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Georgia Medical Board Suspends “Dancing Doctor” for Malpractice

In June, dermatologist and plastic surgeon, Dr. Davis-Bouette became known as “The Dancing Doctor” after filming herself dancing during a number of medical and cosmetic procedures and posting the videos on YouTube. One of the videos features Davis-Bouette dancing during a sensitive operation to the rhythm of a rap song entitled “Cut It.”

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Another video shows Davis-Bouette with her surgical tools in hand, dancing and singing without the proper protective equipment, such as a surgical mask and gloves, while leaning over the naked body of an unconscious patient. In yet another video, the doctor’s assistants can be seen posed in a row in the background like backup dancers.

Arguably the most disturbing of the videos shows the doctor dancing while holding a large piece of her patient’s removed flesh while that same patient remained under the effects of anesthesia.

The videos have since been deleted.

Now, one of Davis-Bouette’s patients has filed suit against the doctor for malpractice. Latoyah Archine saw the videos on the Atlanta Georgia local news channel after the “Dancing Doctor” had been discovered. She was shocked to see herself on the operating table as Davis-Bouette rapped and danced over her motionless body while cutting into her to the song “Cut It.”

“To see that video, with my flesh being cut without a straight line- and dancing while cutting me- that’s horrible,” Latoyah Archine told local news presenters.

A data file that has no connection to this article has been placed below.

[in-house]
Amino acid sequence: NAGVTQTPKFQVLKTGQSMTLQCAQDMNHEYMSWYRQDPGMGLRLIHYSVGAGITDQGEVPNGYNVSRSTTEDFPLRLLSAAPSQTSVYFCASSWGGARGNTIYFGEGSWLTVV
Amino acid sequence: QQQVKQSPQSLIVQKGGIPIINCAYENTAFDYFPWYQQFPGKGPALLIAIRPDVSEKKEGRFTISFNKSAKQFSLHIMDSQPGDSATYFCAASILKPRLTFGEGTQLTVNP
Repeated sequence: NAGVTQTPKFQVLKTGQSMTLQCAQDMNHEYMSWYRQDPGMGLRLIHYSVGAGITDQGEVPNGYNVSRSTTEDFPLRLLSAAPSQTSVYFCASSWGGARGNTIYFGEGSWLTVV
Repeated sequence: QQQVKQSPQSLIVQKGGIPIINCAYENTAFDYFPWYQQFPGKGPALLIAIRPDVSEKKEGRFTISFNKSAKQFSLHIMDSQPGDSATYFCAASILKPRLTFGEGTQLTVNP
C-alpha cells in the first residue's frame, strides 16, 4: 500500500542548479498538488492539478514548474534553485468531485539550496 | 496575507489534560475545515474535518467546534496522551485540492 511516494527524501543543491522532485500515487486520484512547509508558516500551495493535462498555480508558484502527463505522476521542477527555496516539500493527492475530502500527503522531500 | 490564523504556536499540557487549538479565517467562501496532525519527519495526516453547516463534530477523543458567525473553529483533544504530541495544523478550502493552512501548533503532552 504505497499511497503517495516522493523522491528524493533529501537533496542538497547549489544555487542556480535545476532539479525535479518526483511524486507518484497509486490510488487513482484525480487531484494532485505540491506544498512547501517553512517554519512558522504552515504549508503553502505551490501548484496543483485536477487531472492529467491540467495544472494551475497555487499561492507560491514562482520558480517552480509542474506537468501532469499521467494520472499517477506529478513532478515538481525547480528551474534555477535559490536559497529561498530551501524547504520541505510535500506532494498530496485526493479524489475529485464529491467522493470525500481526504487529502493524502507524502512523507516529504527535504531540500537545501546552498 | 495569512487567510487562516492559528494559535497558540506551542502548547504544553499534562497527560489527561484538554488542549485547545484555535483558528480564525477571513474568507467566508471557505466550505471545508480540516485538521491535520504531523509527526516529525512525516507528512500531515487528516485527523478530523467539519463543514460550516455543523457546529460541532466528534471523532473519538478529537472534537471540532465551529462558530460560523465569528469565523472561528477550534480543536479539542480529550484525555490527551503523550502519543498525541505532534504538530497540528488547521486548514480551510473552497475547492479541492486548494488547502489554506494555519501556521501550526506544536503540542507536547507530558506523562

Other plaintiffs have come forward to claim medical negligence as well. They say the doctor behaved recklessly during the execution of her duties. They claim the doctor’s actions caused disfigurement, infections, and brain damage.

Susan Witt, a medical malpractice attorney has sued Dr. Davis-Bouette on four separate occasions. She says that more than 100 people have come to her office, making similar claims about Davis-Bouette’s performance.

Now, the Georgia Medical Board is preempting further malpractice claims against Davis-Bouette. According to the Law Office of Matthew L. Sharp, Medical Malpractice is governed by state laws and you must file your case in the court where the defendant lives, works or does business. Georgia law provides that every surgeon has a legal responsibility to provide each patient with “skilled and competent care.”

While unusual, doctors have been known to sometimes behave in ways that are irresponsible or inappropriate during a surgical procedure. When such behavior comes to light, patients may sue the medical facilities and their physicians for any damage that may have resulted.

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